Start Date Dec 2021
Over 60% of cancer diagnoses in the United Kingdom (UK) are in patients aged 65 and over. Cancer recognition, referral, diagnosis and treatment in older adults is complicated by the presence of frailty and existing co-morbidities, leading to lower survival rates and poorer quality of life. Early cancer diagnosis is associated with higher survival rates, increased patient satisfaction and greater treatment options. Frailty is defined as a state of increased vulnerability secondary to age-associated physiological decline in reserves, ultimately compromising the ability to cope with acute stressors. A systematic review of the prevalence of frailty in older patients found 42% of patients with a cancer diagnosis were classified as frail. The study found that patients with frailty had increased morbidity and mortality and were less likely to tolerate surgical treatment, chemotherapy and radiotherapy.
A systematic review exploring the effect of time to cancer diagnosis on patient outcomes identified improved survival and quality of life in patients with a shorter time to diagnosis, for several cancer types including breast, colorectal and prostate. Whilst early cancer diagnosis is associated with better outcomes, in older and frail patients – and those with cognitive impairment – treatment options may be limited and survival chances reduced. As a result, the benefit of cancer diagnosis in frail older adults has been debated. To investigate this further, we aim to explore the association between old age, frailty, and cognitive impairment on the time to cancer diagnosis.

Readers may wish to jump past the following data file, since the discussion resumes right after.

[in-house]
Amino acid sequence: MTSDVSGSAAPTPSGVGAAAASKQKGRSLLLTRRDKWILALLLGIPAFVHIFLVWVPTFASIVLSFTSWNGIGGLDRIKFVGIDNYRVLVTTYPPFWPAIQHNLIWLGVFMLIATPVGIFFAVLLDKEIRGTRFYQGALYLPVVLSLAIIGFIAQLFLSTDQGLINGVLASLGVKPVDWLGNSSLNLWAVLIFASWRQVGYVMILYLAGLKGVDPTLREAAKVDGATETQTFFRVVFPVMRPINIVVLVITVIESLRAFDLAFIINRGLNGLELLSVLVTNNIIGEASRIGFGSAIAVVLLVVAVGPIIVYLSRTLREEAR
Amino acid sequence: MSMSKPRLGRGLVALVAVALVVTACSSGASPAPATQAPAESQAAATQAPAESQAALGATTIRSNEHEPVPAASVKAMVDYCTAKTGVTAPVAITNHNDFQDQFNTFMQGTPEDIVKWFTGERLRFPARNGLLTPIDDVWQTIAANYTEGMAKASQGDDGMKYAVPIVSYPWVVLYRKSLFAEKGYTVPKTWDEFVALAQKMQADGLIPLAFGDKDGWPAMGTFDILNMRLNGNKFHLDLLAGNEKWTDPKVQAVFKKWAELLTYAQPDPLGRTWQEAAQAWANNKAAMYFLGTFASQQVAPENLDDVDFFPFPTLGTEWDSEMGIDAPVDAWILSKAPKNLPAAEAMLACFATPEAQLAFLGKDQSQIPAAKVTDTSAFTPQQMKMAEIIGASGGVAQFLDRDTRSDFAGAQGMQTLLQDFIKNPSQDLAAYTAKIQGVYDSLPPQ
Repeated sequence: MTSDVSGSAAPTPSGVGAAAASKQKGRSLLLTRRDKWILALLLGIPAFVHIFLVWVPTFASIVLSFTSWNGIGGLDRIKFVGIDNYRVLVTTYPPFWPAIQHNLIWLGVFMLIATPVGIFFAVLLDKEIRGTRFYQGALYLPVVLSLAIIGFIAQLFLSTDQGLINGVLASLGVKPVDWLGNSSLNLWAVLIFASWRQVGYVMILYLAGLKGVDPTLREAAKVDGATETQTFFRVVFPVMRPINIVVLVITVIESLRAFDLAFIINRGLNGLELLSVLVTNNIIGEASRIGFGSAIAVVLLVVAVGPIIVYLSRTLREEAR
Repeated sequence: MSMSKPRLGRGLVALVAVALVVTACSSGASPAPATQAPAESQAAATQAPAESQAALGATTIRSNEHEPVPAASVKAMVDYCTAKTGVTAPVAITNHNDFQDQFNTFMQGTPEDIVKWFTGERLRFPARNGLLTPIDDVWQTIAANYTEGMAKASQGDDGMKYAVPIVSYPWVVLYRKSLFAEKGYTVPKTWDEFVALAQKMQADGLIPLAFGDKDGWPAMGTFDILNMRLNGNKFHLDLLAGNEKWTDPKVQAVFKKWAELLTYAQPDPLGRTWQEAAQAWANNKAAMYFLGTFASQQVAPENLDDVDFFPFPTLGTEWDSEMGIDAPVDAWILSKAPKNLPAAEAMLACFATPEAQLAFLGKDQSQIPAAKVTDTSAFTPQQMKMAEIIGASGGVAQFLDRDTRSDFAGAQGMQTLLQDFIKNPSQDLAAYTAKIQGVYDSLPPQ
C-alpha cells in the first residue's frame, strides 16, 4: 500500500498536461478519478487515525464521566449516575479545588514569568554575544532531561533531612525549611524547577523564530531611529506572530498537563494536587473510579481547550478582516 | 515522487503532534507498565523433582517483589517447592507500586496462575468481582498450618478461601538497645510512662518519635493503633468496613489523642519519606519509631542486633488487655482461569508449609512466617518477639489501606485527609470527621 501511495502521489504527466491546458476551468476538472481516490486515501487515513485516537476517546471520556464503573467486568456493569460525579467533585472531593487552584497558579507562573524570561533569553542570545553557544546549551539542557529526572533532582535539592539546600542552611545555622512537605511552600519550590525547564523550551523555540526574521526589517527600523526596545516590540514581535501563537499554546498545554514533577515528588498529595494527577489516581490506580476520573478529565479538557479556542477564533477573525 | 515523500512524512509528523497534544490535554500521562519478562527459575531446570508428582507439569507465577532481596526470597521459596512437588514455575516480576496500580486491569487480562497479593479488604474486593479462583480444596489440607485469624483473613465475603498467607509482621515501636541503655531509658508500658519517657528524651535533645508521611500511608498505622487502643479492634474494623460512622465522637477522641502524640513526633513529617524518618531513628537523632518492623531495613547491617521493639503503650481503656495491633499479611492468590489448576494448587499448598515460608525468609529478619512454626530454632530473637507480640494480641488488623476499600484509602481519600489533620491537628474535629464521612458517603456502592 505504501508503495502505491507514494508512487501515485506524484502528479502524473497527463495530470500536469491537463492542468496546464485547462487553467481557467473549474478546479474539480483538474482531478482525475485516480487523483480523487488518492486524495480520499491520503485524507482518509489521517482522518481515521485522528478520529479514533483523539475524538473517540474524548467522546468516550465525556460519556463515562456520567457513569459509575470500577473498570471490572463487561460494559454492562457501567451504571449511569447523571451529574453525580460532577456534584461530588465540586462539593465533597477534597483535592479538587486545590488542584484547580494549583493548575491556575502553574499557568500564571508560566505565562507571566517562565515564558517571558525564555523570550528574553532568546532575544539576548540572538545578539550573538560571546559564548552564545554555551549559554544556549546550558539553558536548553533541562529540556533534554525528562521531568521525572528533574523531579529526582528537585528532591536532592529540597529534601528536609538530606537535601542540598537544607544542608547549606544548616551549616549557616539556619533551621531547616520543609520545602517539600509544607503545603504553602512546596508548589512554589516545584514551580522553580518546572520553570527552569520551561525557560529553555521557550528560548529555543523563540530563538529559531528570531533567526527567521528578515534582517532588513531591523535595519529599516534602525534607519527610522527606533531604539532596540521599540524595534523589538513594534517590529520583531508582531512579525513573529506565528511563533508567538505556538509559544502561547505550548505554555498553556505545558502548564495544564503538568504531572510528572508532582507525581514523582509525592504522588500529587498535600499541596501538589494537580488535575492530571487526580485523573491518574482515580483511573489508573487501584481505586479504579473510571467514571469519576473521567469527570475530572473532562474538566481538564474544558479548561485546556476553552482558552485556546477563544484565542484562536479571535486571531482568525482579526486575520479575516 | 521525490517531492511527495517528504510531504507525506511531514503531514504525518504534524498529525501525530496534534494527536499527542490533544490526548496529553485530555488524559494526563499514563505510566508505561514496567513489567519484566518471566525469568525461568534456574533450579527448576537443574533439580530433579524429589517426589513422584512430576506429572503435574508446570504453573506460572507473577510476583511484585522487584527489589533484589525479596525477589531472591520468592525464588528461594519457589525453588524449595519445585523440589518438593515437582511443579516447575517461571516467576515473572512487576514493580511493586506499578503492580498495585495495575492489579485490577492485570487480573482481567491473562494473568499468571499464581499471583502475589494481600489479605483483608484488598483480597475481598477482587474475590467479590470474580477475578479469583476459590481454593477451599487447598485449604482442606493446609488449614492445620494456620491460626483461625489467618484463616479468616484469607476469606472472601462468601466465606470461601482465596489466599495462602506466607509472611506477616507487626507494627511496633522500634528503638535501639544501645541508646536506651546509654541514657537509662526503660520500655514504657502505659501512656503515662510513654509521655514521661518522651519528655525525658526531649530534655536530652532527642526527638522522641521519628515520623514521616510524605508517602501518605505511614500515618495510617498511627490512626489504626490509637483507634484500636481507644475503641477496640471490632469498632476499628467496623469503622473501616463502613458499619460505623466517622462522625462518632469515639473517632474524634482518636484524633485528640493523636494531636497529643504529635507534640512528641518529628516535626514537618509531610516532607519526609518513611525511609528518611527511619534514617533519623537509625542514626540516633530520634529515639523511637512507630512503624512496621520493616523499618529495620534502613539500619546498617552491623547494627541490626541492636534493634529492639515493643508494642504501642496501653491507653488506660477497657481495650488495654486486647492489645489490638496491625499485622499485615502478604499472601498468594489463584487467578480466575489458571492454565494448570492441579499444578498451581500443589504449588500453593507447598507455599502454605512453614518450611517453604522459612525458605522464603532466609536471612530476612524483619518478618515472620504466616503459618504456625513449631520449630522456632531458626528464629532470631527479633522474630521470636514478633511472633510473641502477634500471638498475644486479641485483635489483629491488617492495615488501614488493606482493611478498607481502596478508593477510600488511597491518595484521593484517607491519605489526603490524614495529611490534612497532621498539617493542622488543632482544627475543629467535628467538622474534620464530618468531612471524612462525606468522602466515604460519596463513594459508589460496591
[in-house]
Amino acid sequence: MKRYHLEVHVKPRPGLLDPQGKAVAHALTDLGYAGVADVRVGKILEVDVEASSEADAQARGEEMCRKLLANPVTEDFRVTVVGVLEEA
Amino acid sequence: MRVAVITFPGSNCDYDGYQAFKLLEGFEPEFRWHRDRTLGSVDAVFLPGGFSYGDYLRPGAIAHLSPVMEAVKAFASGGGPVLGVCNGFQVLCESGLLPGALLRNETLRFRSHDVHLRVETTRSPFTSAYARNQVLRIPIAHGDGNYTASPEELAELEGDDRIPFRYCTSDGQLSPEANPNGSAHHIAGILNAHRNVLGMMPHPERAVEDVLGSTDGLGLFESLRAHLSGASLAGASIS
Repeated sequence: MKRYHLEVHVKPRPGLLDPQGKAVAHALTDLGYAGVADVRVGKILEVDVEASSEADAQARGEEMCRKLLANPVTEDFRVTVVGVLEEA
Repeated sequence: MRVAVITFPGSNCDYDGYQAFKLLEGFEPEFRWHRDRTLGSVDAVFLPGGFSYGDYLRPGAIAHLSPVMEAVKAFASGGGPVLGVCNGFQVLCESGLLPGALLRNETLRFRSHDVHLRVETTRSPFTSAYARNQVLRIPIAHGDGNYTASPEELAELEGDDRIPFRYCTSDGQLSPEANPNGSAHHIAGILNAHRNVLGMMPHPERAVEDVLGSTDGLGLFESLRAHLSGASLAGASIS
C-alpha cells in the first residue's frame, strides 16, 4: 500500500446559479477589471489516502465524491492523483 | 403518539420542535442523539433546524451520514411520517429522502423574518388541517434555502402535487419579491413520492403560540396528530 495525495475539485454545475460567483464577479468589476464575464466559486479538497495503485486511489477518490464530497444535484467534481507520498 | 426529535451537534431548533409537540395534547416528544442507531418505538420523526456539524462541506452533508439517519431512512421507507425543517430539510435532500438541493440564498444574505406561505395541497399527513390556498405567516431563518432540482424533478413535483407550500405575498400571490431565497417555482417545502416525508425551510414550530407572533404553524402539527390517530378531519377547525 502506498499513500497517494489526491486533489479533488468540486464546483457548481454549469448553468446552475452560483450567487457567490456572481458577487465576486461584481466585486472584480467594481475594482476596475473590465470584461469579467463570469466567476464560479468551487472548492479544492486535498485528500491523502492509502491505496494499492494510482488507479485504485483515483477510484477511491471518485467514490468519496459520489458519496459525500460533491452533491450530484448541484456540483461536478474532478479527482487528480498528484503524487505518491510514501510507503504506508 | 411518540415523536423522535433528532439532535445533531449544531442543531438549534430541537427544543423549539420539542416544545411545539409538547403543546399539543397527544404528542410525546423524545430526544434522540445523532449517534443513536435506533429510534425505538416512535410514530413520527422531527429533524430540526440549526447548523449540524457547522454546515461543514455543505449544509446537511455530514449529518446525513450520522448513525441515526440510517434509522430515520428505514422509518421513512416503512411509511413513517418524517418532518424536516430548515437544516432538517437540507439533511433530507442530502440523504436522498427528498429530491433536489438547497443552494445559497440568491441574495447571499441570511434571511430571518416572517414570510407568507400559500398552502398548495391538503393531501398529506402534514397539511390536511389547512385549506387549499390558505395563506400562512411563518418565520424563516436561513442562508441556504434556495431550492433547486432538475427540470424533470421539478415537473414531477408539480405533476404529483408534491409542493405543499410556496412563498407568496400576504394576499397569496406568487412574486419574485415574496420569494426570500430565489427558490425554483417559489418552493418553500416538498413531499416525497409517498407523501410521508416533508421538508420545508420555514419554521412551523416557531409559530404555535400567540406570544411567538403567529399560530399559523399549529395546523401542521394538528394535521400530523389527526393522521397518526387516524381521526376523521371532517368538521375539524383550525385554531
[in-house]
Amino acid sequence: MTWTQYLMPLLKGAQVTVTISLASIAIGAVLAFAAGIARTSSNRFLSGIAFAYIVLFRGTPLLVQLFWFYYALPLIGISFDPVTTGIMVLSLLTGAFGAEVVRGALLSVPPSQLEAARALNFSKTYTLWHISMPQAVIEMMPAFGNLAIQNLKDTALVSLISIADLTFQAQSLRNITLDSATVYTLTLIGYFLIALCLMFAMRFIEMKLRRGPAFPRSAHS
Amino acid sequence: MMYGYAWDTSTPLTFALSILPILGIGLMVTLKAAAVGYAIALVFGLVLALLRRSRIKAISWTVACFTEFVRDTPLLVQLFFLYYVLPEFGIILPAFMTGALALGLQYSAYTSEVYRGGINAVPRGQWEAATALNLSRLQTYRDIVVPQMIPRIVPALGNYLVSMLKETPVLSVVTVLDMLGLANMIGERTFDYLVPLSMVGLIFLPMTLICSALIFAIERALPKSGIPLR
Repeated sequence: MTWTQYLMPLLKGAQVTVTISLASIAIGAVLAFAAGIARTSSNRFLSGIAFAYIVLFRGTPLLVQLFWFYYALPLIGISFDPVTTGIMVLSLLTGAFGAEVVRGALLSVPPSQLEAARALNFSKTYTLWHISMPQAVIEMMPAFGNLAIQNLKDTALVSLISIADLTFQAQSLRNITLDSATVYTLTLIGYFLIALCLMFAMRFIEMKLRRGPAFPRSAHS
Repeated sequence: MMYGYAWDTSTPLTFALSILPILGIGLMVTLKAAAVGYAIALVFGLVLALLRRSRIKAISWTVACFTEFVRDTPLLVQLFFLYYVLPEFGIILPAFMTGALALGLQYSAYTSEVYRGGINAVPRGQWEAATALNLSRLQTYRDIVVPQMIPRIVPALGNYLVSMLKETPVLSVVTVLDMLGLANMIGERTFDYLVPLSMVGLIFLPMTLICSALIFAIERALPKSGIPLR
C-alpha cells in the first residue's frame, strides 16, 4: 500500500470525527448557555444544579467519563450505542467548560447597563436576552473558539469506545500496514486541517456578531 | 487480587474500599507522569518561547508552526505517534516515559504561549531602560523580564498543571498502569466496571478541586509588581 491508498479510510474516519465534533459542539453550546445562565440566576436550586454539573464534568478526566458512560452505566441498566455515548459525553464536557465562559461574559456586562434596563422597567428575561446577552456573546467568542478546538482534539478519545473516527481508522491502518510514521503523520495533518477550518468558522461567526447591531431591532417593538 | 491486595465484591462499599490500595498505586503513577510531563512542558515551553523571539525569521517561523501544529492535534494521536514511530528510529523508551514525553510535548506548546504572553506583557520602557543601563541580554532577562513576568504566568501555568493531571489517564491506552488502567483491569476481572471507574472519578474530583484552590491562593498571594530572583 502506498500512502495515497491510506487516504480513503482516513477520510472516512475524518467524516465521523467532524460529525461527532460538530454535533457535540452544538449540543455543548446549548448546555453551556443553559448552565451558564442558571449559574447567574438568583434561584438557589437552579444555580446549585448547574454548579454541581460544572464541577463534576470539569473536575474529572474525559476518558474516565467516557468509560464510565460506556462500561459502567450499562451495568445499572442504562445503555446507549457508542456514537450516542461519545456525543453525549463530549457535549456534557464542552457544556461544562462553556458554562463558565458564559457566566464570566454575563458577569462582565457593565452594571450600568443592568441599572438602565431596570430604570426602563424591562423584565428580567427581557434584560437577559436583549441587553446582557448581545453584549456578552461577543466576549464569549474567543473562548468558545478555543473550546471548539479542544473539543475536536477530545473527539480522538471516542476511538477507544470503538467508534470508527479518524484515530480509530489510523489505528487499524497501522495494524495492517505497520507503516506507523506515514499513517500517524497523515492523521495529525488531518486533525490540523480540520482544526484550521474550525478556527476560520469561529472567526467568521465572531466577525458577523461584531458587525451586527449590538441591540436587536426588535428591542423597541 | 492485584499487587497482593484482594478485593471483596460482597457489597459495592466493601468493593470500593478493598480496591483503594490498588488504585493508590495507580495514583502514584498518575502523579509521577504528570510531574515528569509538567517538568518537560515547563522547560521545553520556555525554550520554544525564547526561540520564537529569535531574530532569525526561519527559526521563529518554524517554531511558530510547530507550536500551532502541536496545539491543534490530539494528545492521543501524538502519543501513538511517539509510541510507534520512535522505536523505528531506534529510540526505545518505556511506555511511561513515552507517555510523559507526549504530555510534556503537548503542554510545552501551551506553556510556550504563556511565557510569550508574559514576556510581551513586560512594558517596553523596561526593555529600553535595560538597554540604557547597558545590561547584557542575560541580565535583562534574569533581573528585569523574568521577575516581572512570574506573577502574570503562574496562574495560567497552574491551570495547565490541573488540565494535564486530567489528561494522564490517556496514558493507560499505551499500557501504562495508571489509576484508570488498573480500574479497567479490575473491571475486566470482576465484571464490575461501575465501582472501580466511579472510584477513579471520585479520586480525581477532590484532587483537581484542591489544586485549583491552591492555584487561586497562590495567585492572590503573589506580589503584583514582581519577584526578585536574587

Aims & objectives
We aim to explore the association between old age, frailty and cognitive impairment on the time to cancer diagnosis.
This population-based cohort study will use the Connected Bradford dataset, which is part of the Connected Health Cities group. The dataset is a longitudinal database containing near real-time anonymised medical records of approximately 868,000 residents in the Bradford district. It includes linked primary and secondary care data from 86 general practices and five NHS Trusts.
We will study adults presenting to primary care services with a recognised sign or symptom that could be due to cancer and a subsequent diagnosis of cancer pertaining to that specific red flag (for example ‘breast lump’ leading to ‘breast cancer’ or ‘haemoptysis’ leading to ‘lung cancer’), over a 13-year period from 1/1/2009 to 25/10/2021.
Descriptive statistics will be used to compare the distributions of time to diagnosis by age, frailty and cognitive impairment. Quantile regression will be used to assess the association between age, frailty, cognitive impairment on time to cancer diagnosis comparing the median, 75th and 90th centiles.
Outputs & impact
This will be the first study to consider the effect of frailty on the time to diagnosis in primary care using a longitudinal data set. The results will provide information on how frailty affects cancer diagnosis. If frailty results in longer times to diagnosis this study could prompt further research into this, and suggest opportunities to improve cancer diagnosis in frail older adults.
Following on from this study we will undertake a qualitative study with frail older adults to explore their experience of cancer investigations and referrals to further improve our knowledge of the values and wishes of older adults.
This research may also prompt further large population database work on the management of older and frail adults with cancer symptoms.